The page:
The EEG signals generated in the brain are our first clue into what a person could be thinking about, but the difficulty lies in decoding what the complex signals mean. In radio or television, images and sounds are encoded as variations in electrical voltage at the transmitter and then decoded at the receiver. The decoding is easy because we have done the encoding ourselves and we know what stands for what. Decoding brain signals is like trying to make sense of an unknown language! You don’t know what the speaker was trying to say and need to figure it out from the circumstances. But the beauty of this construct is that the problem now moves from the domain of superstitions and the paranormal to the fairly well-understood domain of electrical engineering and signal processing—and now we have the full power of biology and computer science to help us.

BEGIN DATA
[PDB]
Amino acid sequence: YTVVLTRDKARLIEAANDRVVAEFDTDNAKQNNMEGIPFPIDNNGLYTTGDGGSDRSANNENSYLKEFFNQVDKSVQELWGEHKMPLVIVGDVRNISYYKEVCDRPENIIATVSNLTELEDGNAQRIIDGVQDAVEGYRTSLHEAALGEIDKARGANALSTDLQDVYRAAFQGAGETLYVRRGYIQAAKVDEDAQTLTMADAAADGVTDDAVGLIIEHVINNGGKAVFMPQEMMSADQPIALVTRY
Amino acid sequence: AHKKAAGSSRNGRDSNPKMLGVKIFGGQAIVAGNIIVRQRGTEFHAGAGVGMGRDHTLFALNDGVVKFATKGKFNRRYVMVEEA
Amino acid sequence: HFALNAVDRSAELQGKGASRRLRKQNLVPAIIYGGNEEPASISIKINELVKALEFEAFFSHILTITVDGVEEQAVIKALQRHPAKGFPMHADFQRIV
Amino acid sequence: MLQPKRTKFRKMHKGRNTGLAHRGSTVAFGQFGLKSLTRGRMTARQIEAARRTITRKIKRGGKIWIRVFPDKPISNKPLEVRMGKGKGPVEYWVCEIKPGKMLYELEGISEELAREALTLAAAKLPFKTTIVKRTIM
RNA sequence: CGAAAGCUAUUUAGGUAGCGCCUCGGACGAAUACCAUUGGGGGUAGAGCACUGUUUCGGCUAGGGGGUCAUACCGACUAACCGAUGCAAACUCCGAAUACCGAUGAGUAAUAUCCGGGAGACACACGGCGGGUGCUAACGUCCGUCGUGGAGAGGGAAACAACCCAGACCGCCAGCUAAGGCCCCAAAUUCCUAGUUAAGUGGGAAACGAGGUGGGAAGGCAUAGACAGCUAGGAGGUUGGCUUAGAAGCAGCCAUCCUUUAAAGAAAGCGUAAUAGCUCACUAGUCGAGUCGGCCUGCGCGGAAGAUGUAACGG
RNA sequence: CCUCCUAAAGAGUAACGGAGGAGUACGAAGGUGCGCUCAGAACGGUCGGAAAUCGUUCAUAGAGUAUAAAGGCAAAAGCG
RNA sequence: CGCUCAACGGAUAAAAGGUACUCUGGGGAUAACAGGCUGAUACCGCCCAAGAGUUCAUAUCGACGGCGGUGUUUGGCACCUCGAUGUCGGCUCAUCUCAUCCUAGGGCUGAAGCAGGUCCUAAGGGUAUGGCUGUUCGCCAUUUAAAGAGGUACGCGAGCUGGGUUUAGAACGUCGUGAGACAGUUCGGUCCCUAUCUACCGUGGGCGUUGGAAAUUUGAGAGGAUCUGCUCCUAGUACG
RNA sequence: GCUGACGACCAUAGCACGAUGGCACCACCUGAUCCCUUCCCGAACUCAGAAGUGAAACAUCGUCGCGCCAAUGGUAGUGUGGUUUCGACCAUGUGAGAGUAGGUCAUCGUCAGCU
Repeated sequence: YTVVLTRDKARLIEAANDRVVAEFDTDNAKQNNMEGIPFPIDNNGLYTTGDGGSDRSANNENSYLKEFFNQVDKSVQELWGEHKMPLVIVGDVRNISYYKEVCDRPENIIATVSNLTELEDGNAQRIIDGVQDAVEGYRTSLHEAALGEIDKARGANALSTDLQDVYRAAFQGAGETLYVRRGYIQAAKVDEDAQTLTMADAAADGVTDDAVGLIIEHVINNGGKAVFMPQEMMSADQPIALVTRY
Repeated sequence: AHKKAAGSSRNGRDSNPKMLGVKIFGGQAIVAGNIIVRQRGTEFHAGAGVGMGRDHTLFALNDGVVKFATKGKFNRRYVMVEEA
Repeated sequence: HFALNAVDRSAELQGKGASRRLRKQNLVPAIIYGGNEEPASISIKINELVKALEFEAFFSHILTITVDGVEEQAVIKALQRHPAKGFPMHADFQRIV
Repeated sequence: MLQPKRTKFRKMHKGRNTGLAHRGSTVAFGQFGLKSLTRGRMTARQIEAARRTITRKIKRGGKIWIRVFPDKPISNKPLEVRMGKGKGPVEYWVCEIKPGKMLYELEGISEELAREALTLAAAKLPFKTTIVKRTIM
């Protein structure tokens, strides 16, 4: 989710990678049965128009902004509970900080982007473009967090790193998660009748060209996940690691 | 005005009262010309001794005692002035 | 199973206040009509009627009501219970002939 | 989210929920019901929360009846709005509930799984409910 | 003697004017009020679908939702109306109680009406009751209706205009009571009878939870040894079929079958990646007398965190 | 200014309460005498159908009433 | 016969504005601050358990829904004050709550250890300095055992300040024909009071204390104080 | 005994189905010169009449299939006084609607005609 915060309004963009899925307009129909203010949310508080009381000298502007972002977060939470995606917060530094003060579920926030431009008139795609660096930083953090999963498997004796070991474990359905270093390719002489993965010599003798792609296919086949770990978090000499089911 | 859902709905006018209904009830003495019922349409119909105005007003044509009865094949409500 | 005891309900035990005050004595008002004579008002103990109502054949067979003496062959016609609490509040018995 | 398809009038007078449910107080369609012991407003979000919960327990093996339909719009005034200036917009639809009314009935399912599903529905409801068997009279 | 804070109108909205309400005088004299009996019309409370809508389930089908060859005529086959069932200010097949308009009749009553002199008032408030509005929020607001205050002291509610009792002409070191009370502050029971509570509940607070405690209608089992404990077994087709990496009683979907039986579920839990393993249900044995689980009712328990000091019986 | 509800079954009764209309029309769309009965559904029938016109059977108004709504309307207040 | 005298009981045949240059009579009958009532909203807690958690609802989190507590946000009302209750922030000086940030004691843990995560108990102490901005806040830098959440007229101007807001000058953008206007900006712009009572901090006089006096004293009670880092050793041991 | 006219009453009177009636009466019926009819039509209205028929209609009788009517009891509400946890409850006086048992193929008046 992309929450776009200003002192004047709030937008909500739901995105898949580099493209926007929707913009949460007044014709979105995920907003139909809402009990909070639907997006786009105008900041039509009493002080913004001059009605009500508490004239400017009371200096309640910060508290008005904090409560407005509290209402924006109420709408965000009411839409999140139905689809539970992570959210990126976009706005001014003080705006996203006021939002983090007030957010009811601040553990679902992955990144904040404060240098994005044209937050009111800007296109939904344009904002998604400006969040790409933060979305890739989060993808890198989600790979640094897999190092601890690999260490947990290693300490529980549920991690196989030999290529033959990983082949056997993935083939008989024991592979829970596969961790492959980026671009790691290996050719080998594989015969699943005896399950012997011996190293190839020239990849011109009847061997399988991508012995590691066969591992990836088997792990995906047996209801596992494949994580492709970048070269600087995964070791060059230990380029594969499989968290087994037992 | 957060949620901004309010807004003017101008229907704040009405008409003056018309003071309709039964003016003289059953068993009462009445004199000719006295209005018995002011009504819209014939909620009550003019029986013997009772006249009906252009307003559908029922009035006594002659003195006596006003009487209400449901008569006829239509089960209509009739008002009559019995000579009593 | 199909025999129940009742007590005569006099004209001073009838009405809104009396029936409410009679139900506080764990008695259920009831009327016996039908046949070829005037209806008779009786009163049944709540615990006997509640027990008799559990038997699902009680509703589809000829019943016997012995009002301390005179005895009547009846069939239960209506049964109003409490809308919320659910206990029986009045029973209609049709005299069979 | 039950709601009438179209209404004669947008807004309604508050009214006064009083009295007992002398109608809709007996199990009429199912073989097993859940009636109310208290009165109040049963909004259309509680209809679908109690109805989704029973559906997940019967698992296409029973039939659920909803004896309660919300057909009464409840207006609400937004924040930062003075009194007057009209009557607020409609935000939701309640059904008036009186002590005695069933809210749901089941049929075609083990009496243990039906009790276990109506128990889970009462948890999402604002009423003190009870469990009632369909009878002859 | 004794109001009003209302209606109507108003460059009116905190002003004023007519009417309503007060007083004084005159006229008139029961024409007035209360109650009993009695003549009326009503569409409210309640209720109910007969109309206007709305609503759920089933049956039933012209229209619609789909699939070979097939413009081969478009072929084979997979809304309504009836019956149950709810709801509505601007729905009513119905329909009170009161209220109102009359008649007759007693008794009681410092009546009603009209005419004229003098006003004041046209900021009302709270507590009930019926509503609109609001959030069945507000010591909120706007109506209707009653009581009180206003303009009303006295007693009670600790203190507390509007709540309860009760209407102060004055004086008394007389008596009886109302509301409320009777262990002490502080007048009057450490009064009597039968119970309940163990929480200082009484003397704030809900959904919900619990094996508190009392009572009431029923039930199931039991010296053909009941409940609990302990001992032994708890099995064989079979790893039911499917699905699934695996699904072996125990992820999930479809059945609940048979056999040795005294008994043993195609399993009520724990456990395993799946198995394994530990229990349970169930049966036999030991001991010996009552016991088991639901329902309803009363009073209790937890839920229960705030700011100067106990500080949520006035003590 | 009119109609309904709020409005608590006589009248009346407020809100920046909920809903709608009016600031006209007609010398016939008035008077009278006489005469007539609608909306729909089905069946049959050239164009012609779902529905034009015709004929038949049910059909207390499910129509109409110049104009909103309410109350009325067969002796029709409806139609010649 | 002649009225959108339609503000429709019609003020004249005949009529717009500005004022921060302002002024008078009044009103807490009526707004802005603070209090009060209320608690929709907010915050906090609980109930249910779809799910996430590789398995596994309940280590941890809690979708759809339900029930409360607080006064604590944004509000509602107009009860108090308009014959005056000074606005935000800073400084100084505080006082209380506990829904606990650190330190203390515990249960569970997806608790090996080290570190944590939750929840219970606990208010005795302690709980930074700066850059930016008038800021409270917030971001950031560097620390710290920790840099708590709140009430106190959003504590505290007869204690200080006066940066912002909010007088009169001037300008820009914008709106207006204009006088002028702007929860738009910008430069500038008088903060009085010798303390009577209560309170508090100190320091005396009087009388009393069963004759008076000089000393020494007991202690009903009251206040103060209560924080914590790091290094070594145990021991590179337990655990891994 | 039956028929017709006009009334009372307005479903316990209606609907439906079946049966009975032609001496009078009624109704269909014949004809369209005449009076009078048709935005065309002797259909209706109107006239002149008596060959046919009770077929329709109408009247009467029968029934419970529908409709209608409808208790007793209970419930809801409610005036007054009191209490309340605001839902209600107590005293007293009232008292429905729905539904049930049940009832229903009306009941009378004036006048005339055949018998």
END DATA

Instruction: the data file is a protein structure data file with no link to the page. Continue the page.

But let us step back for a while and see how scientists are cracking the problem. It all began in the 1980s with the publication of Firefox, a science fiction novel by Craig Thomas, that described a thought-controlled Russian aircraft that was stolen by an American spy who had to “think in Russian”. This story inspired a whole generation of wheelchair manufacturers who tried, with increasing sophistication and success, to build wheelchairs, so that paraplegics—who are paralysed from the neck downward—can drive them around with their “thoughts”. The trick is to figure out which parts of the brain, or which neurons, change their electrical voltage when the person wants to turn left or right, detect that signal with EEG sensors placed on the head and use the signal to make the wheelchair move as desired. In fact, this technology is so well understood today that it is possible to build such a thought-controlled wheelchair with components that can be purchased off the shelf. The big breakthrough in this area has been replacement of complicated surgical procedures to implant sensors in the brain with small, inexpensive caps that people can put on their heads and which allow electrical signals or “thoughts” to be “read” by an external computer.